PHYSICIAN VOLUNTARY REPORTING PROGRAM
As part of its overall quality improvement efforts, CMS is launching the Physician Voluntary Reporting Program (PVRP). This new program builds on Medicare’s comprehensive efforts to substantially improve the health and function of our beneficiaries by preventing chronic disease complications, avoiding preventable hospitalizations, and improving the quality of care delivered. Under the voluntary reporting program, physicians who choose to participate will help capture data about the quality of care provided to Medicare beneficiaries, in order to identify the most effective ways to use the quality measures in routine practice and to support physicians in their efforts to improve quality of care. Voluntary reporting of quality data through the PVRP will begin in January 2006.
Given the recognized need for evidence-based quality measures to help improve the quality of health care services, and the time required to implement processes to obtain and use such measures effectively, a voluntary program can help Medicare and physicians become better positioned to usher in a system that promotes higher quality and rewards better health care delivery.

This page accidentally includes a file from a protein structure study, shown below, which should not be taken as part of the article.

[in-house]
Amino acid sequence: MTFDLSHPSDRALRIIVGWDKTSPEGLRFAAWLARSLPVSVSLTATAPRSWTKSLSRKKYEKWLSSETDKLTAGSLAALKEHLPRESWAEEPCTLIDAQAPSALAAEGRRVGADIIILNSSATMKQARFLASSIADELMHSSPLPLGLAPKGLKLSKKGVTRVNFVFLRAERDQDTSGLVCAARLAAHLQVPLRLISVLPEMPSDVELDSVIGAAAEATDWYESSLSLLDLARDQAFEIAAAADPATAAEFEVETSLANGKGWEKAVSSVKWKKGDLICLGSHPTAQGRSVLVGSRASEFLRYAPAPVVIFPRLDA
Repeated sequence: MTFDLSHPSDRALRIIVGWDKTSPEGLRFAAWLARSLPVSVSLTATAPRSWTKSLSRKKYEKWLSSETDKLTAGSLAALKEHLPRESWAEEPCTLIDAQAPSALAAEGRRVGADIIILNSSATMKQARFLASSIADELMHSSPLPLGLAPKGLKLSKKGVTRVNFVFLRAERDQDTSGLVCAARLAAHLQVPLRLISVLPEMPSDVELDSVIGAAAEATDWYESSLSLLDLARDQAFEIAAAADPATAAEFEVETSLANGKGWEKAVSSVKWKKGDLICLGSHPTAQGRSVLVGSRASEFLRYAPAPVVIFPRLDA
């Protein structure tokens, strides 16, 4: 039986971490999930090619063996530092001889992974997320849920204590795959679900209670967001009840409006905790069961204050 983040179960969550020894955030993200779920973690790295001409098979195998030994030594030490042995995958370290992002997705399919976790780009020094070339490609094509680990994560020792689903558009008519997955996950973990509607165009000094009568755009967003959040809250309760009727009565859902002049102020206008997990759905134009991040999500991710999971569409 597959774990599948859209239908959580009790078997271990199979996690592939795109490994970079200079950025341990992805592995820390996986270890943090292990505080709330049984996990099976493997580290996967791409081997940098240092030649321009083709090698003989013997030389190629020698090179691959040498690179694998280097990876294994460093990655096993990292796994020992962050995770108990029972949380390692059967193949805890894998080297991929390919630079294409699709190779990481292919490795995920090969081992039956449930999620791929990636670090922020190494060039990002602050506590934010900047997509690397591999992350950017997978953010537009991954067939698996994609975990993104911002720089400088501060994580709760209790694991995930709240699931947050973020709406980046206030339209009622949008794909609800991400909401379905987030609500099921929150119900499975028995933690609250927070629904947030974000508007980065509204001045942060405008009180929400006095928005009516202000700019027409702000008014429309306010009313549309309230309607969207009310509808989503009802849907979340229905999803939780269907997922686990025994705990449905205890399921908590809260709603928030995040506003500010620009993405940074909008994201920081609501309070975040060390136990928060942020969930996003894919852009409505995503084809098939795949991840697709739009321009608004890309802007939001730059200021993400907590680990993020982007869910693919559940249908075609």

As noted by CMS Administrator Mark B. McClellan, M.D., Ph.D. in his testimony before the
Providing quality health care to Medicare beneficiaries is a high priority for President Bush and the Department of Health and Human Services. CMS is also committed to assuring quality of care for all Americans. To that end, CMS has developed several quality initiatives that provide information on the quality of care across different settings, including hospitals, skilled nursing facilities, home health agencies, and dialysis facilities for end stage renal disease. The quality initiatives aim to empower providers and consumers with information that would support the overall delivery and coordination of care, and ultimately to support new payment systems that provide more financial resources to provide better care, rather than simply paying based on the volume of services.